I will start out this three part series on "Building The Back" with the upper back. The muscles of the upper back include:
• Levator scapula
• Upper fibers
The upper fibers originate from the base of the skull and insert at the lateral third of the clavicle. These fibers are responsible for elevation of the scapula. Knowing this, the two most obvious exercises for developing the upper fibers of the trapezius would be the upright row and the shrug.
• Middle fibers
The middle fibers originate about at the base of the neck in the spinous process of the seventh cervical and upper three thoracic vertebrae. They insert just below the upper fibers on the medial border of the acronium process and upper border of the scapular spine. The middle fibers also work to elevate the scapula, but also serve as strong scapular adductors. Thus, not only will the upright row and shrugs hit the middle fibers, but any exercises that is done by moving the pulling the shoulders back, like pronated (overhand) or neutral grip bent over rows, pronated or neutral grip dumbbell rows, and seated cable rows with a pronated or neutral will further activate the middle fibers of the trapezius muscle.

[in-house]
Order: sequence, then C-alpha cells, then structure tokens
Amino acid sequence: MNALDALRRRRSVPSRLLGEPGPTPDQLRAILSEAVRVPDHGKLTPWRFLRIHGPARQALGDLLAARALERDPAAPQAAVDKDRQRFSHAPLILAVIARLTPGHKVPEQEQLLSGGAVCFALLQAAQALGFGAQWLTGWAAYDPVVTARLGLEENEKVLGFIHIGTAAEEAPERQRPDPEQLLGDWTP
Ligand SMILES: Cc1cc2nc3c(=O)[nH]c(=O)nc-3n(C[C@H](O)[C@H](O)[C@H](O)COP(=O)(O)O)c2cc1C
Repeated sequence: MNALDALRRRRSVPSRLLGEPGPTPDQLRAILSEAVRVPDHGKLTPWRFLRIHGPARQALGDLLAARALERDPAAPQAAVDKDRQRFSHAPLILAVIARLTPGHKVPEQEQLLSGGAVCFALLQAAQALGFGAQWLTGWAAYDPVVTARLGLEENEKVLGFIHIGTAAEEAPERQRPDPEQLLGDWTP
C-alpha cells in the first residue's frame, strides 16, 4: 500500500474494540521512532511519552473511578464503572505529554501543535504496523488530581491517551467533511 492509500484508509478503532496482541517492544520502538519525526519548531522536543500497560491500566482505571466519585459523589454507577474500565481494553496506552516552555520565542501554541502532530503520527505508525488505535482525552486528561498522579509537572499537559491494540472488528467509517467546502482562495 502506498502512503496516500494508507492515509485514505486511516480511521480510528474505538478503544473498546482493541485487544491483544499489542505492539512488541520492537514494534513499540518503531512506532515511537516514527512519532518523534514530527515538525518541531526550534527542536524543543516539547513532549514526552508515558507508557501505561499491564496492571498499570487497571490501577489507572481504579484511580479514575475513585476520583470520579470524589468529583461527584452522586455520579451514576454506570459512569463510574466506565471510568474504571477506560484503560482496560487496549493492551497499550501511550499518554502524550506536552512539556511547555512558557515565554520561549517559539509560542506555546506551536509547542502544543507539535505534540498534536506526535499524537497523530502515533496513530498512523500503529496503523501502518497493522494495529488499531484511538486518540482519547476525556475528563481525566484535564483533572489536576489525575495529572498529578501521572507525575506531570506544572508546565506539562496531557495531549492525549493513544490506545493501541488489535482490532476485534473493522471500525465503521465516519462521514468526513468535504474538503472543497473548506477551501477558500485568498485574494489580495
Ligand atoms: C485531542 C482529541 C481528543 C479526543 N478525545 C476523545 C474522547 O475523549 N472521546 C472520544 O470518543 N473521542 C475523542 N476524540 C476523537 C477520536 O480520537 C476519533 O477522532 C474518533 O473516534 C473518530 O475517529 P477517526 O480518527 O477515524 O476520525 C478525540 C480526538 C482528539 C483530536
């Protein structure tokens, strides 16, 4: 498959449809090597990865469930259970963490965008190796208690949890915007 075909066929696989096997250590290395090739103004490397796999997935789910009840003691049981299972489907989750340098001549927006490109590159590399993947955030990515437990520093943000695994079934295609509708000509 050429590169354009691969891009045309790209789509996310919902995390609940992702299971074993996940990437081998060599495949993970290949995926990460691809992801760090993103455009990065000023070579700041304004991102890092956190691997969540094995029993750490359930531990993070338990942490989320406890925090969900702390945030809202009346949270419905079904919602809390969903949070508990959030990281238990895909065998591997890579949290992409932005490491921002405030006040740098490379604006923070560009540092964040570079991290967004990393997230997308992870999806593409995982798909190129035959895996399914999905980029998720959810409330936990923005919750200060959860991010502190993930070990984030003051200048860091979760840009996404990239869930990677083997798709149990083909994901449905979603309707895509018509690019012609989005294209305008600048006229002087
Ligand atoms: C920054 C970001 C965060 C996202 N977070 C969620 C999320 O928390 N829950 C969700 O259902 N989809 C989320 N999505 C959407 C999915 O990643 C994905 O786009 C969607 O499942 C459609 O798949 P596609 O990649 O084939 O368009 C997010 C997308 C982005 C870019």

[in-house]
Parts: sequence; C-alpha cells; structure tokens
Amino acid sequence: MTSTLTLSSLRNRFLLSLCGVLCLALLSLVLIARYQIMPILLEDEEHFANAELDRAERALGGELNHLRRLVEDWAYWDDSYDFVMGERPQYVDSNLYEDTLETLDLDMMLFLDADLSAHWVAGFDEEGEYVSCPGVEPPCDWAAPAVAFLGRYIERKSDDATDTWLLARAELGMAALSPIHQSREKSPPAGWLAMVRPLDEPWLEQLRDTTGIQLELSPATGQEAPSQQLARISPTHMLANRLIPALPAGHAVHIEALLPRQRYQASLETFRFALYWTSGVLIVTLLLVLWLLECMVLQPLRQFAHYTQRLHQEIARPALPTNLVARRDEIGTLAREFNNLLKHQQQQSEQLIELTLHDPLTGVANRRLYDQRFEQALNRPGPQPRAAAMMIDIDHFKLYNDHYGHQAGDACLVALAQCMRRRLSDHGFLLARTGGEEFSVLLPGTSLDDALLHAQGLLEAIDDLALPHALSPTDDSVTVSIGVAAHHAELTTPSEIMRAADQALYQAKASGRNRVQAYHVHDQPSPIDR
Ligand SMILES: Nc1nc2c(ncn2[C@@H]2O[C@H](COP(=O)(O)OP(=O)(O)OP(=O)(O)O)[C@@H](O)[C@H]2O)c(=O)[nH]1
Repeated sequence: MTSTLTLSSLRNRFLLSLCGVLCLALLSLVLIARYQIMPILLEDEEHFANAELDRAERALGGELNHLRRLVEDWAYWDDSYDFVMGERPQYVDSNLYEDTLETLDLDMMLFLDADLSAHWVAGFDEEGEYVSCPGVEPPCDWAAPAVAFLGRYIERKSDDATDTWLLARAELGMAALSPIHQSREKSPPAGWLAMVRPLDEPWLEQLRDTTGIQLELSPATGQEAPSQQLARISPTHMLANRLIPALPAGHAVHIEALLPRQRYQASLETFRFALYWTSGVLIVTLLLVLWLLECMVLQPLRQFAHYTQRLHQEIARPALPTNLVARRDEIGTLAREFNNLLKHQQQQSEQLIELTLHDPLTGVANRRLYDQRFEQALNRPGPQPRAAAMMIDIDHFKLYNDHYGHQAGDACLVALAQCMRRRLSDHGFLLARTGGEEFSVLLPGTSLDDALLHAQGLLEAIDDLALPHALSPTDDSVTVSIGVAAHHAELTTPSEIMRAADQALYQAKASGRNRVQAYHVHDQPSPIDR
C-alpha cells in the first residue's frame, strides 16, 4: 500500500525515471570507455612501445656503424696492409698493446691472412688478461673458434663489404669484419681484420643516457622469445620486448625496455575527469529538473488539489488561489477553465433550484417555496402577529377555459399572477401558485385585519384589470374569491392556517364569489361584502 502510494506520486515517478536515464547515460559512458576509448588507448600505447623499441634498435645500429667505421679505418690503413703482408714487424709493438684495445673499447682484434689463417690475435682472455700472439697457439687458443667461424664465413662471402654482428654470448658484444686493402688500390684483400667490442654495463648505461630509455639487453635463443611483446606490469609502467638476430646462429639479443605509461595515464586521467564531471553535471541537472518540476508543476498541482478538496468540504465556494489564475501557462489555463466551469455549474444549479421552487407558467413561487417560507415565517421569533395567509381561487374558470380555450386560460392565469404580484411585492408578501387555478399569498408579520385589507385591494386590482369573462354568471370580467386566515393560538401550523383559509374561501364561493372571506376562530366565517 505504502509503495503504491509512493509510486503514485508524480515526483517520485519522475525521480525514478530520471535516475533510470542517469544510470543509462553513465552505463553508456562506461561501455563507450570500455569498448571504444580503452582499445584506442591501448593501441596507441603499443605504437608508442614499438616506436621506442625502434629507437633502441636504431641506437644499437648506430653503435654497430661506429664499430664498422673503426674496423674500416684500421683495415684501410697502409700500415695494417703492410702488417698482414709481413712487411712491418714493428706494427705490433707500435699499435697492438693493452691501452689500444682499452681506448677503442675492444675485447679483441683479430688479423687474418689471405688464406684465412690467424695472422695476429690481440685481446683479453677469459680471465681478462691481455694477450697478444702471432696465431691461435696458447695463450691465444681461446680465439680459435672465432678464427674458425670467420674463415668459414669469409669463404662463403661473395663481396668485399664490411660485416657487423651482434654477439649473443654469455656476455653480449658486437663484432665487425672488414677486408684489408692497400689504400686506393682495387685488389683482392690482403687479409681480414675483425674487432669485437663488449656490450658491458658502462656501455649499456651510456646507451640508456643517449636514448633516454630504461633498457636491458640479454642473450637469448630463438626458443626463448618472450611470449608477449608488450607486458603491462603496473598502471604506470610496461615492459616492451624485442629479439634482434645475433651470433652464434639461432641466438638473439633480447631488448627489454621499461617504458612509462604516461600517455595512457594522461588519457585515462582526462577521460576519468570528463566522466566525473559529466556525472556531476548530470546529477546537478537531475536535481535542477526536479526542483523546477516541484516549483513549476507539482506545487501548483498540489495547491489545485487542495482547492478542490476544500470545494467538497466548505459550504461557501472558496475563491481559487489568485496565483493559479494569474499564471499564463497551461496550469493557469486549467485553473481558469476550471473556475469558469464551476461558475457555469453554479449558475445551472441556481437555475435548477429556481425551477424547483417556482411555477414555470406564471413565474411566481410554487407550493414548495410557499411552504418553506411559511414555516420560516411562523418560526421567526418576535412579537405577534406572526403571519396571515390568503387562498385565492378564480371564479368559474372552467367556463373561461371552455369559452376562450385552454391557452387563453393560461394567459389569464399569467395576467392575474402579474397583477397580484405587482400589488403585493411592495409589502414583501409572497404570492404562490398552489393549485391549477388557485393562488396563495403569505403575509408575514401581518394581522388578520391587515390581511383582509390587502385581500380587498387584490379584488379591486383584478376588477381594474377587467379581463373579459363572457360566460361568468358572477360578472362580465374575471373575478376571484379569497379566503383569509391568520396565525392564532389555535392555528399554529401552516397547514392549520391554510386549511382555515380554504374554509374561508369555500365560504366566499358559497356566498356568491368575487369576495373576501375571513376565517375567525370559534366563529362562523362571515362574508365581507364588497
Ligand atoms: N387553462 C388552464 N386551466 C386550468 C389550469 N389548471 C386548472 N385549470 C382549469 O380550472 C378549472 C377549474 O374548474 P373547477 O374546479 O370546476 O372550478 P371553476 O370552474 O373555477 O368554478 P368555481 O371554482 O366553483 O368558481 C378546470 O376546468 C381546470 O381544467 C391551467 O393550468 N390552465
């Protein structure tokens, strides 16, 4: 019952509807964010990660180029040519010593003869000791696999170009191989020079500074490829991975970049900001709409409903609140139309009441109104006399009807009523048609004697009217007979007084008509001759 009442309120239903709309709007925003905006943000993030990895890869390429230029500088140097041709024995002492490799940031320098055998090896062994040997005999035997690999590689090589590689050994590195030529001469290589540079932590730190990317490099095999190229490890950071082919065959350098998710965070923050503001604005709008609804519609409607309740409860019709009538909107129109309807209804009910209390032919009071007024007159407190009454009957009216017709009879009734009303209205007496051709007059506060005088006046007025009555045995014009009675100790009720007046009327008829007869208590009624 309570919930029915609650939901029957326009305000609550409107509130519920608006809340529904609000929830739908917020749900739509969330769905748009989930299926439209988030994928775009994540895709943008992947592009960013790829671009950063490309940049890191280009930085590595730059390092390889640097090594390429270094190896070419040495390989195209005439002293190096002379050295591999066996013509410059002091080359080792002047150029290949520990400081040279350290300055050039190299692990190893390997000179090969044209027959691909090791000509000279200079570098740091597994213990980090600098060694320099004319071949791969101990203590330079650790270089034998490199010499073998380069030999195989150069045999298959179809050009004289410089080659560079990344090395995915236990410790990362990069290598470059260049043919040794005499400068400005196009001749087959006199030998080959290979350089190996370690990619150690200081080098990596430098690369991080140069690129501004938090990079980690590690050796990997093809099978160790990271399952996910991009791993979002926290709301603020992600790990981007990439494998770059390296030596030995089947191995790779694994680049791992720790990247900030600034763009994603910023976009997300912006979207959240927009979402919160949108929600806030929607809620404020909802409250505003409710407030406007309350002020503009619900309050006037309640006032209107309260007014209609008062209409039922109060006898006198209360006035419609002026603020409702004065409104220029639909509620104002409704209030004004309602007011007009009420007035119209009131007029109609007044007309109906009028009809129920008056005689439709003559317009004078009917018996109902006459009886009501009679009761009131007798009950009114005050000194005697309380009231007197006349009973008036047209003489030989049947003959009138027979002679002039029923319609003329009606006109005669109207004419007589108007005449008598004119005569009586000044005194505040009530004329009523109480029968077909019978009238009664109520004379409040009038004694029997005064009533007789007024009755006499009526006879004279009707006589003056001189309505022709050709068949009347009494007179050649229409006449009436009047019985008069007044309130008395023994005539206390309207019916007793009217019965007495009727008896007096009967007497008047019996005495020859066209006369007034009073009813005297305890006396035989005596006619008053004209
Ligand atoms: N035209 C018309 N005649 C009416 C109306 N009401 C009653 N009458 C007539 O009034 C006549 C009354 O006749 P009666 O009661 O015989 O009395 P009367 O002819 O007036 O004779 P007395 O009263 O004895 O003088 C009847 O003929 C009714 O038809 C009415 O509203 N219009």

• Lower fibers
The lower fibers of the trapezius originate just below the middle fibers at the spinous process of the fourth through twelfth thoracic vertebrae. It inserts in the middle of the back at the triangular base of the scapular spine. Since the lower fibers also work best as scapula adductor, the bent over row, dumbbell row, and seated cable row all with a pronated or neutral grip work very well to strengthen these fibers.
• Shoulder shrugs; or
• Upright rows
To hit the middle and lower fibers of the traps and the rhomboids we can do any one of the following:
•Bent over rows (pronated or neutral grip);
•Dumbbell rows (pronated or neutral grip); or
•Seated cable rows (pronated or neutral grip)
1. Chek, P. (1997). Rows, pulls, chins, & the deadlift. In: Gym Instructor Series, v3. Chek, P. Prod. La Jolla, CA: Paul Chek Seminars.
2. Thompson, C.E. and Floyd, R.T. (1994). The shoulder girdle. In:
of Structural Kinesiology, 12th ed. Smith, J.M. Ed. St. Louis, MS:
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